When shooting with flash, your subject must be within the working range. Flash range varies with the camera, flash power, the lens zoom and ISO. Using a wide-angle lens setting the maximum distance is around 4 metres. If you have a DSLR then a Speedlite flash can extend this range considerably.
Using flash to illuminate a large scene can be difficult. Move your subject away from a background to avoid hard-edged shadows. Flash exposure will be based on the distance between your camera and the subject. So if you have two or more people in the frame, they should be a similar distance from the camera; for example you need to arrange a group of people at a party in a line (a slight semi-circle is even better).
Photographing people sitting at a table can cause difficulties. If you are shooting down the length of a table, everyone will be at a different distance. The only way to obtain even exposure is to use a large flashgun with a tilting head and bounce the light off the ceiling. This will provide an even illumination across the scene.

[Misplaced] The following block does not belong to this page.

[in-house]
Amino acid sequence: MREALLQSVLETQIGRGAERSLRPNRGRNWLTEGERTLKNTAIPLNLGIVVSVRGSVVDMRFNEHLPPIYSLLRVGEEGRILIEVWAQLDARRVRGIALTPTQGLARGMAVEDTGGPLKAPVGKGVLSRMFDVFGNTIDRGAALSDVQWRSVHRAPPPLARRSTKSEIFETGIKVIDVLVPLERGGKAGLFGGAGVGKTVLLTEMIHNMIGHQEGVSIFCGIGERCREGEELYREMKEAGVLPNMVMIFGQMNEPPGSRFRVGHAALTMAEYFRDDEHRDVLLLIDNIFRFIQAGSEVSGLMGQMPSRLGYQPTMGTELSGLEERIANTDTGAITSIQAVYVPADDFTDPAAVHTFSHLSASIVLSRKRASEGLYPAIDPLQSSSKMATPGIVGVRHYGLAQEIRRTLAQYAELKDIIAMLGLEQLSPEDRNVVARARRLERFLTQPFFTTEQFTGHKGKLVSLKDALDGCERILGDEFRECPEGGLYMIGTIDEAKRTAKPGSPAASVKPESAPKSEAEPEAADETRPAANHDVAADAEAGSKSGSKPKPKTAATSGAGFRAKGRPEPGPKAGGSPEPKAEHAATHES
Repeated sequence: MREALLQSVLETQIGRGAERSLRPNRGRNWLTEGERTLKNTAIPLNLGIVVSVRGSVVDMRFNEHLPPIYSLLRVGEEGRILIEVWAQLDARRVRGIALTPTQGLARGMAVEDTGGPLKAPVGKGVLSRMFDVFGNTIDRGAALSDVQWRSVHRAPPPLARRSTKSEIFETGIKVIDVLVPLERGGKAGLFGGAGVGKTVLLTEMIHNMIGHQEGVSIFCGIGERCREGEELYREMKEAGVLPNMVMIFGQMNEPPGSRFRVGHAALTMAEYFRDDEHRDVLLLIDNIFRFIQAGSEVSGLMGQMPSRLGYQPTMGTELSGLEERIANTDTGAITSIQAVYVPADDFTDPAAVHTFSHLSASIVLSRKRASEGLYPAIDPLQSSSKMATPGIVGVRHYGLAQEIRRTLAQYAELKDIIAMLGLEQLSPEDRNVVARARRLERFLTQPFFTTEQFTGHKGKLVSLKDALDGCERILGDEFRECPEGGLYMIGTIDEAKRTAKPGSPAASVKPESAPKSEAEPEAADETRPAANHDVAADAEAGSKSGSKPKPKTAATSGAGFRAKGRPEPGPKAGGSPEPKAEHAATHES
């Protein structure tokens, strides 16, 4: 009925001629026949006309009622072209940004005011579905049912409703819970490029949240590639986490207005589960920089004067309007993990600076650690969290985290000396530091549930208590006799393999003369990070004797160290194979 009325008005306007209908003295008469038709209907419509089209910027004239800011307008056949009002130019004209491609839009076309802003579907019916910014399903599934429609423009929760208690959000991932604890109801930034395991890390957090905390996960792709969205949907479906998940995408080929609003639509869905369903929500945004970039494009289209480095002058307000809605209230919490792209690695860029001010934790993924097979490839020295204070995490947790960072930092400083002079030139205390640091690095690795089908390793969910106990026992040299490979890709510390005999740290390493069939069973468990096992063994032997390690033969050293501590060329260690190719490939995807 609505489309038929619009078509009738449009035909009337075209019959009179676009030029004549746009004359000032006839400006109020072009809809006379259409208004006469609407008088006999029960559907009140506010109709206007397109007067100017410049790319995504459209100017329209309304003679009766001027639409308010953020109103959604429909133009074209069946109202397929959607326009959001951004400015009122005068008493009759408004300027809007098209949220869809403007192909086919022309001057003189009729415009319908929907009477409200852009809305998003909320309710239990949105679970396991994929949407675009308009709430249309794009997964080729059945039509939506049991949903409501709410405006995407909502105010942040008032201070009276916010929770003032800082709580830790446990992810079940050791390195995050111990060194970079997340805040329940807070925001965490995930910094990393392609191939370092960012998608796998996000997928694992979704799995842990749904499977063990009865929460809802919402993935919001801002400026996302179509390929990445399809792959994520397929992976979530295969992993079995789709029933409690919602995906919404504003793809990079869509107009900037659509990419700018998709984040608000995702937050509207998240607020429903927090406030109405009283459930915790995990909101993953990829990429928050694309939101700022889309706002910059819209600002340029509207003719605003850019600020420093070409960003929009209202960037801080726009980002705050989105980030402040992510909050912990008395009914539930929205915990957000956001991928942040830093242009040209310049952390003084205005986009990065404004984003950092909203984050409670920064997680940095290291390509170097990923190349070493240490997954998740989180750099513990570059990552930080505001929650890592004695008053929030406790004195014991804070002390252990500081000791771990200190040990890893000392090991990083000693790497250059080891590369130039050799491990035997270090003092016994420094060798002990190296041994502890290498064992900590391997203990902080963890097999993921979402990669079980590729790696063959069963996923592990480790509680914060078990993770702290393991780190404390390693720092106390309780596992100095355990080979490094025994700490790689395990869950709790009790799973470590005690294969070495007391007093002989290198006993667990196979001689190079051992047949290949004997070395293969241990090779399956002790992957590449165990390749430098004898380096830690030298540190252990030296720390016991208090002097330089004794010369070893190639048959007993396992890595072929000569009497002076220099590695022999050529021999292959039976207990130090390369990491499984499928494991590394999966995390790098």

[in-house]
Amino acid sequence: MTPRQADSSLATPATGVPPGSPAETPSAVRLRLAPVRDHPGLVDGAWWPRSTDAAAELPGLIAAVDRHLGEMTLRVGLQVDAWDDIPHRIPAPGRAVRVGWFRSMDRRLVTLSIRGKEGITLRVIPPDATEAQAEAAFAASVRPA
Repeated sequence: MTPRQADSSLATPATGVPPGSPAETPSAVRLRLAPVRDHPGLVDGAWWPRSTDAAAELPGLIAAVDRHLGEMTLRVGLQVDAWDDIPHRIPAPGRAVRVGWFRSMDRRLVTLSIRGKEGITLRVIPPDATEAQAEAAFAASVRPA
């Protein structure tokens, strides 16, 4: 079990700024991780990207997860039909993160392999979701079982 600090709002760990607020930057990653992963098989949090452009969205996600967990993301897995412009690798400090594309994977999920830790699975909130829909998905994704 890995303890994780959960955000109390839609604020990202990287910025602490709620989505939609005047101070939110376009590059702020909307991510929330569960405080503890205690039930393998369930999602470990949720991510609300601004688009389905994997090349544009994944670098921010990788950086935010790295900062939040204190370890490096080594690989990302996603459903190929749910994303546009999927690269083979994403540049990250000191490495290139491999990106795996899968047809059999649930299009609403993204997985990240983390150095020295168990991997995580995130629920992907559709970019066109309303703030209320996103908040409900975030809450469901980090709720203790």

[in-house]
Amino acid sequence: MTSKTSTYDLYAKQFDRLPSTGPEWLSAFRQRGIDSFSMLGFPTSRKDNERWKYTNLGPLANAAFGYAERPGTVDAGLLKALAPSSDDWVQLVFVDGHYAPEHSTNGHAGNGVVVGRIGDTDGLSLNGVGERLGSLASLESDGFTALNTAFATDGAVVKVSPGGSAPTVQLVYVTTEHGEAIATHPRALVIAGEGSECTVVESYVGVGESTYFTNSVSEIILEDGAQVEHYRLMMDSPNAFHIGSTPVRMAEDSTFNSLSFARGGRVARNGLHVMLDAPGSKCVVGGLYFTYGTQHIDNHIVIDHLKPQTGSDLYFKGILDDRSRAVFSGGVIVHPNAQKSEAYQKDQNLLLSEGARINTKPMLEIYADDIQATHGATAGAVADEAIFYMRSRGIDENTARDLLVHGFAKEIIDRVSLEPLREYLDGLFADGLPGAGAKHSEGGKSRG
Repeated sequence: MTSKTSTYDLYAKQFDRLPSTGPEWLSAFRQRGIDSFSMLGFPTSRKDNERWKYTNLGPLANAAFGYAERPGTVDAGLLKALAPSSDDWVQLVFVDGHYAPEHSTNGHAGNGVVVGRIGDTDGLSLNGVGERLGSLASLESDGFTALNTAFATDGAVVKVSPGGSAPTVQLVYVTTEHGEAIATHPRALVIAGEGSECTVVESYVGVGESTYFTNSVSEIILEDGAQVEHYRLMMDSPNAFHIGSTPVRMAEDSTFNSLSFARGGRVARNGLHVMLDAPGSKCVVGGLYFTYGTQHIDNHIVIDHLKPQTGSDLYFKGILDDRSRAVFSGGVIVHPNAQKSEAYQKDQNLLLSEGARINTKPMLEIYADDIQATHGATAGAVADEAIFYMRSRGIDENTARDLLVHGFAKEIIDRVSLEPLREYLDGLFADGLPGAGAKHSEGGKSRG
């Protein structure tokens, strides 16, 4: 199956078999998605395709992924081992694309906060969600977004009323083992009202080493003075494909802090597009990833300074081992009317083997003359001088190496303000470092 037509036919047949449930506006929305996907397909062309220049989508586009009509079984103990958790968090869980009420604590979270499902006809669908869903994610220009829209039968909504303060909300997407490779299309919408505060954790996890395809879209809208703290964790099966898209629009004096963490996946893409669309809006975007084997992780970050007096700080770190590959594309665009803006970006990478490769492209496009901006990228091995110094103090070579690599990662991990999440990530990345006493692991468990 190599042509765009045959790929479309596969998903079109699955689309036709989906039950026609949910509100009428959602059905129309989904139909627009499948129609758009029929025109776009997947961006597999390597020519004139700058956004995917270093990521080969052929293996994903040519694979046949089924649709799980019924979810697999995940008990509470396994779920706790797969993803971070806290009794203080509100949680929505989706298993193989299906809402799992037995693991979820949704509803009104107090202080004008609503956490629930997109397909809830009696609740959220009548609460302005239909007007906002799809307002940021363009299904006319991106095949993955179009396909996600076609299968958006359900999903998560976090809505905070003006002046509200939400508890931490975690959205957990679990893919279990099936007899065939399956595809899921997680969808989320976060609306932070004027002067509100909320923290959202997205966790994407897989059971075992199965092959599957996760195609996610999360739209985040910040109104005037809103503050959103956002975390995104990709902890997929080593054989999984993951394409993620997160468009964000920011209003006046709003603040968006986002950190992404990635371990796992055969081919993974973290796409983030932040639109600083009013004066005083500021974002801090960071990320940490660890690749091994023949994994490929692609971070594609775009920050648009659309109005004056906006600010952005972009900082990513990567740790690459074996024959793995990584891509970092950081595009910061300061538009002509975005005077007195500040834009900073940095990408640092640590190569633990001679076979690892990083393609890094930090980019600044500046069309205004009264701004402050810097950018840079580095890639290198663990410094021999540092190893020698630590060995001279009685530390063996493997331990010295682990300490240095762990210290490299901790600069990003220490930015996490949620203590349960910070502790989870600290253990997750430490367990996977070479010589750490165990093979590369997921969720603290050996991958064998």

If you are shooting table groups using your camera’s built-in flash, try moving everyone to one side of the table, with a mix of people sitting and standing. Then shoot from the other side of the table. Everyone will now be at a similar distance from the camera.
The built-in flash of most cameras will handle small groups of around four to six people. It may struggle to illuminate larger groups.
Shooting moving objects
Some of your subjects may not stay still for long – children for example! The Digital IXUS 200 IS has a really useful feature, Touch AF. All you have to do is touch the Touch LCD screen to identify your subject within a scene. The IXUS 200 IS will then continue to ensure that the focus and exposure follow your subject within the scene. Learn more about this great camera.